Gay Cops Stay Undercover

Thirty-Five Years Ago
I am (choose one or more) appalled, outraged, amazed, mystified, annoyed; at the review of the recent Frans Brueggen/Alan Curtis concert, done by one J. Saville. Although I could not attend the concert itself and thus cannot comment on the performance, I am concerned with some of the nonsense about Baroque music which appears in the review.
“LETTERS,” Duane Thomas, May 1, 1975

Thirty Years Ago
Confrontations between the police and the patrons of the Skeleton Club, a new-wave music venue located in what was formerly the Climax Ltd. Discotheque, have escalated to such a degree that the club may close its doors permanently. At least six arrests and dozens of misdemeanor citations have marred the weekly concerts since the club opened in its present location last December.

Twenty-Five Years Ago
There must be something about growing up in the Midwest that shapes a comedian’s perception of the world — flattens it, dries it out, gives it a wry nasality. Think of Johnny Carson (Nebraska) or David Letterman (Indiana) and you think of humor that is smooth and soft in its consistency but with a bite to it, like the sharpest Wisconsin cheddar. Louie Anderson, a Minnesotan, is one of the latest in a line of Midwestern comics to head for the West Coast equipped only with a decent sport coat, a sardonic wit, and the conviction that his observations on the banality of life in the nation’s midriff will get laughs everywhere else.
“MIDWEST YOUNG MAN,” John D’Agostino, May 2, 1985

Twenty Years Ago
Being a gay police officer in San Diego County means more than just living in the closet; to be on the safe side, many officers nail the door shut too. Although it is illegal for law-enforcement agencies to discriminate against gays — both in hiring and firing — no local agency has an openly homosexual officer. Nor can any agency provide employment figures for this particular minority. One estimate puts the total number at 27, countywide. A surprise, no doubt, to many of those who were included in the count.

Fifteen Years Ago
In rehearsals, though [Jefferson] Mays felt secure in scenes with other actors, soliloquies filled him with panic. “It’s just me and that great big void of an audience out there. That’s when, I was sure, dangerous thoughts would intrude.”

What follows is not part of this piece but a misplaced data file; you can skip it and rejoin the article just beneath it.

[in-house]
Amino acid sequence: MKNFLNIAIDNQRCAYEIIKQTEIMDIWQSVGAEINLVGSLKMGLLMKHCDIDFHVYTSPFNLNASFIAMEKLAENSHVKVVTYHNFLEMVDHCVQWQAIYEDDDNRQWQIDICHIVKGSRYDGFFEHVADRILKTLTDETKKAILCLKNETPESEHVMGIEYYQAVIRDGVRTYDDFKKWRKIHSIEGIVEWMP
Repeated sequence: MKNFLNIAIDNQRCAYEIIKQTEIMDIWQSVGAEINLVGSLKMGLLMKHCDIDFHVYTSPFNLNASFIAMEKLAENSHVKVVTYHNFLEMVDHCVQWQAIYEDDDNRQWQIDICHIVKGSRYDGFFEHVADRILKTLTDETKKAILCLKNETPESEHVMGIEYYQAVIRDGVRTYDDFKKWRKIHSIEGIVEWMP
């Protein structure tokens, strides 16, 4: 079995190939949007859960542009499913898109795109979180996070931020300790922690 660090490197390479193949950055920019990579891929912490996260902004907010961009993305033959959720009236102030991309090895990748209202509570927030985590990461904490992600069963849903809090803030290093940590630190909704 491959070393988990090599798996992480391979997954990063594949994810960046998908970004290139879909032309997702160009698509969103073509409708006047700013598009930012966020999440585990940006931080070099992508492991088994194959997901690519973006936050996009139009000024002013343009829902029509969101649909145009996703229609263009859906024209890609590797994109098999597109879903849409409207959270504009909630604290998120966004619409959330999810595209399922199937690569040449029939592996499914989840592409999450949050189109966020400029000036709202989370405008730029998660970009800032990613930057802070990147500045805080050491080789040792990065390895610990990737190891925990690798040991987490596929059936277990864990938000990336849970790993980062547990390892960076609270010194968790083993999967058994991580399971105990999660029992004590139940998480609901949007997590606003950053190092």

But during actual performances, it was different. “Hamlet isn’t just talking to himself. He’s opening up his soul. During the soliloquies the audience became my best friend. I could tell them everything. Shakespeare must have known this all along, how those speeches fuse the actor with the audience.”
“HIS ARMPITS SMELL OF VODKA,” Jeff Smith, April 27, 1995

Ten Years Ago
A college friend of mine who hailed from England harbored both disgust and distrust toward burritos. He thought of them as seeping, seething sacks of food, secretive and primitive in an unappetizing way. I, however, was thrilled to discover such culinary delights and thought of them as one of the many advantages to receiving an education in sunny Southern California.
BEST BUYS, Eve Kelly, April 27, 2000

Five Years Ago
I should have known better than to write about my boss. I listed her faults to my friends, explained in detail why her write-ups were bullshit and how she plotted and schemed like a witch to suck the most out of her employees’ commissions. I also wrote of my weekend exploits, from clubs to drugs, omitting few details. I used my Yahoo! account instead of company e-mail. I wasn’t aware that with technology that allowed her to see what was on each computer screen, my boss had been reading all my racy correspondence. Oops.
DIARY OF A DIVA: “OFFICE ENEMIES,” Barbarella, April 28, 2005

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